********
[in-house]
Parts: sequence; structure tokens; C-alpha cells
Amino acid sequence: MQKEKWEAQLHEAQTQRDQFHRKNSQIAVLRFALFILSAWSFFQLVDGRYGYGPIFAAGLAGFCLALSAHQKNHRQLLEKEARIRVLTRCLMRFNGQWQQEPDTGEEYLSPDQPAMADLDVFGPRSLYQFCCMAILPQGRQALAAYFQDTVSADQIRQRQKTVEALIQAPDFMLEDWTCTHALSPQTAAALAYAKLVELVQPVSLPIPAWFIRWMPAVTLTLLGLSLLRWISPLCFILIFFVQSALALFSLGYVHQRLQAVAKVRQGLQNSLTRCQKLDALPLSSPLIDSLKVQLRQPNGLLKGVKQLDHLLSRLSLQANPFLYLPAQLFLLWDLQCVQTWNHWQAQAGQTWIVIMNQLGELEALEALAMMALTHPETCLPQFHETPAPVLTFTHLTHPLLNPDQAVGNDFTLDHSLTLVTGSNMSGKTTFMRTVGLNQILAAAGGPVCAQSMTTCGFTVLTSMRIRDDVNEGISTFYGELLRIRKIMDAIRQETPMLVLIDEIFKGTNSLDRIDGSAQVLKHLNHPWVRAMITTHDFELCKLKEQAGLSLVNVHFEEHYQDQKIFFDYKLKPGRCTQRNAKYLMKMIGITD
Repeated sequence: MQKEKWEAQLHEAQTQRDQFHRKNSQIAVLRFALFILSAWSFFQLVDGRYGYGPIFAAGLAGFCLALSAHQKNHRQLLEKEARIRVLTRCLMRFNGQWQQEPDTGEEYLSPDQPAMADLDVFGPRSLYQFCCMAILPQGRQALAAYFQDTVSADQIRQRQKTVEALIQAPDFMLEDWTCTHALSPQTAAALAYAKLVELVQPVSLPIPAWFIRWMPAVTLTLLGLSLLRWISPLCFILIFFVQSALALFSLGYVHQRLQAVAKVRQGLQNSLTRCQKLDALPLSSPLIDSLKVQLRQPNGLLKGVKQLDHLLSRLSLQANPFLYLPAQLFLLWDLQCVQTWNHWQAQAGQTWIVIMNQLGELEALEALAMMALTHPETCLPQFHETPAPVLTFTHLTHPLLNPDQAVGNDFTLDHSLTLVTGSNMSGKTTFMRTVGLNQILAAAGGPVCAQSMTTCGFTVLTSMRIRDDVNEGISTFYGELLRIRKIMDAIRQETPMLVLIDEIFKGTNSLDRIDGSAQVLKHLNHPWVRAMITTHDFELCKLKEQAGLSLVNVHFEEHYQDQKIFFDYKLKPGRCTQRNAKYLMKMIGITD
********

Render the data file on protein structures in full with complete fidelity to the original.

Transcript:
[in-house]
Parts: sequence; structure tokens; C-alpha cells
Amino acid sequence: MQKEKWEAQLHEAQTQRDQFHRKNSQIAVLRFALFILSAWSFFQLVDGRYGYGPIFAAGLAGFCLALSAHQKNHRQLLEKEARIRVLTRCLMRFNGQWQQEPDTGEEYLSPDQPAMADLDVFGPRSLYQFCCMAILPQGRQALAAYFQDTVSADQIRQRQKTVEALIQAPDFMLEDWTCTHALSPQTAAALAYAKLVELVQPVSLPIPAWFIRWMPAVTLTLLGLSLLRWISPLCFILIFFVQSALALFSLGYVHQRLQAVAKVRQGLQNSLTRCQKLDALPLSSPLIDSLKVQLRQPNGLLKGVKQLDHLLSRLSLQANPFLYLPAQLFLLWDLQCVQTWNHWQAQAGQTWIVIMNQLGELEALEALAMMALTHPETCLPQFHETPAPVLTFTHLTHPLLNPDQAVGNDFTLDHSLTLVTGSNMSGKTTFMRTVGLNQILAAAGGPVCAQSMTTCGFTVLTSMRIRDDVNEGISTFYGELLRIRKIMDAIRQETPMLVLIDEIFKGTNSLDRIDGSAQVLKHLNHPWVRAMITTHDFELCKLKEQAGLSLVNVHFEEHYQDQKIFFDYKLKPGRCTQRNAKYLMKMIGITD
Repeated sequence: MQKEKWEAQLHEAQTQRDQFHRKNSQIAVLRFALFILSAWSFFQLVDGRYGYGPIFAAGLAGFCLALSAHQKNHRQLLEKEARIRVLTRCLMRFNGQWQQEPDTGEEYLSPDQPAMADLDVFGPRSLYQFCCMAILPQGRQALAAYFQDTVSADQIRQRQKTVEALIQAPDFMLEDWTCTHALSPQTAAALAYAKLVELVQPVSLPIPAWFIRWMPAVTLTLLGLSLLRWISPLCFILIFFVQSALALFSLGYVHQRLQAVAKVRQGLQNSLTRCQKLDALPLSSPLIDSLKVQLRQPNGLLKGVKQLDHLLSRLSLQANPFLYLPAQLFLLWDLQCVQTWNHWQAQAGQTWIVIMNQLGELEALEALAMMALTHPETCLPQFHETPAPVLTFTHLTHPLLNPDQAVGNDFTLDHSLTLVTGSNMSGKTTFMRTVGLNQILAAAGGPVCAQSMTTCGFTVLTSMRIRDDVNEGISTFYGELLRIRKIMDAIRQETPMLVLIDEIFKGTNSLDRIDGSAQVLKHLNHPWVRAMITTHDFELCKLKEQAGLSLVNVHFEEHYQDQKIFFDYKLKPGRCTQRNAKYLMKMIGITD